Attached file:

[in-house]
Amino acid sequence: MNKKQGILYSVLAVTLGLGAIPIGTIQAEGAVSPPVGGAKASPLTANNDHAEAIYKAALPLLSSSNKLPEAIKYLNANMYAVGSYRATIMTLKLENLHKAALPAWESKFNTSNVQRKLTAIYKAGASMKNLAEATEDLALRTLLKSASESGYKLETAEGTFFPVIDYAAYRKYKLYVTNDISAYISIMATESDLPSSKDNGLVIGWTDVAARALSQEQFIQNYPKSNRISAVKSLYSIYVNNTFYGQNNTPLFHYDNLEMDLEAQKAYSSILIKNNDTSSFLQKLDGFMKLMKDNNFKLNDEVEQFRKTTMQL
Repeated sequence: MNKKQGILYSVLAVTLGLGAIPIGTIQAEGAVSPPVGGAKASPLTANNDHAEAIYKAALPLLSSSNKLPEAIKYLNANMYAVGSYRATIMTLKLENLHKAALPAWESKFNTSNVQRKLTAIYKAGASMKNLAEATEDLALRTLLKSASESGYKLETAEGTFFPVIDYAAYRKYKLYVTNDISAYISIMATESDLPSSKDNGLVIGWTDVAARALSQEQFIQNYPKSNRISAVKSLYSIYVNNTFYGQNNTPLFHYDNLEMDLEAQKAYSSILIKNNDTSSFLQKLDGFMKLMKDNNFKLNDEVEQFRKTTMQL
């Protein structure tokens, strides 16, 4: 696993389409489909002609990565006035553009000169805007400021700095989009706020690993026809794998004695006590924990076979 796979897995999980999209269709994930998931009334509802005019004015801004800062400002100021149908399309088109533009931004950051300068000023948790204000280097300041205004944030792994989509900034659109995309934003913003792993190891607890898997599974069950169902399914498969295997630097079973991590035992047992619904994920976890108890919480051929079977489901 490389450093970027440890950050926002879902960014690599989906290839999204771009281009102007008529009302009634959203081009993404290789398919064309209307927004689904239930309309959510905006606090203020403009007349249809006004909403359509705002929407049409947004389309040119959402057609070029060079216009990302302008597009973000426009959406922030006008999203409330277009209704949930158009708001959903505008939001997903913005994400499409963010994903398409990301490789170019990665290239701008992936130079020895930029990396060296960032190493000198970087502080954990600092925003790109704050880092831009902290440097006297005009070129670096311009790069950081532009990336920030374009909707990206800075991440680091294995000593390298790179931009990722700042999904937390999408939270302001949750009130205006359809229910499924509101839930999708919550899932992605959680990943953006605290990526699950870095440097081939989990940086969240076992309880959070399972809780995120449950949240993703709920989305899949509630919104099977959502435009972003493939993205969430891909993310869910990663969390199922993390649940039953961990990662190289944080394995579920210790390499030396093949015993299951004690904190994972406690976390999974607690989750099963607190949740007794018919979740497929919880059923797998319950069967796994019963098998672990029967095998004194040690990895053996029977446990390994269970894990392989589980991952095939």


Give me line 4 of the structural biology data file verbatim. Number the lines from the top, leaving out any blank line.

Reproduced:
């Protein structure tokens, strides 16, 4: 696993389409489909002609990565006035553009000169805007400021700095989009706020690993026809794998004695006590924990076979 796979897995999980999209269709994930998931009334509802005019004015801004800062400002100021149908399309088109533009931004950051300068000023948790204000280097300041205004944030792994989509900034659109995309934003913003792993190891607890898997599974069950169902399914498969295997630097079973991590035992047992619904994920976890108890919480051929079977489901 490389450093970027440890950050926002879902960014690599989906290839999204771009281009102007008529009302009634959203081009993404290789398919064309209307927004689904239930309309959510905006606090203020403009007349249809006004909403359509705002929407049409947004389309040119959402057609070029060079216009990302302008597009973000426009959406922030006008999203409330277009209704949930158009708001959903505008939001997903913005994400499409963010994903398409990301490789170019990665290239701008992936130079020895930029990396060296960032190493000198970087502080954990600092925003790109704050880092831009902290440097006297005009070129670096311009790069950081532009990336920030374009909707990206800075991440680091294995000593390298790179931009990722700042999904937390999408939270302001949750009130205006359809229910499924509101839930999708919550899932992605959680990943953006605290990526699950870095440097081939989990940086969240076992309880959070399972809780995120449950949240993703709920989305899949509630919104099977959502435009972003493939993205969430891909993310869910990663969390199922993390649940039953961990990662190289944080394995579920210790390499030396093949015993299951004690904190994972406690976390999974607690989750099963607190949740007794018919979740497929919880059923797998319950069967796994019963098998672990029967095998004194040690990895053996029977446990390994269970894990392989589980991952095939």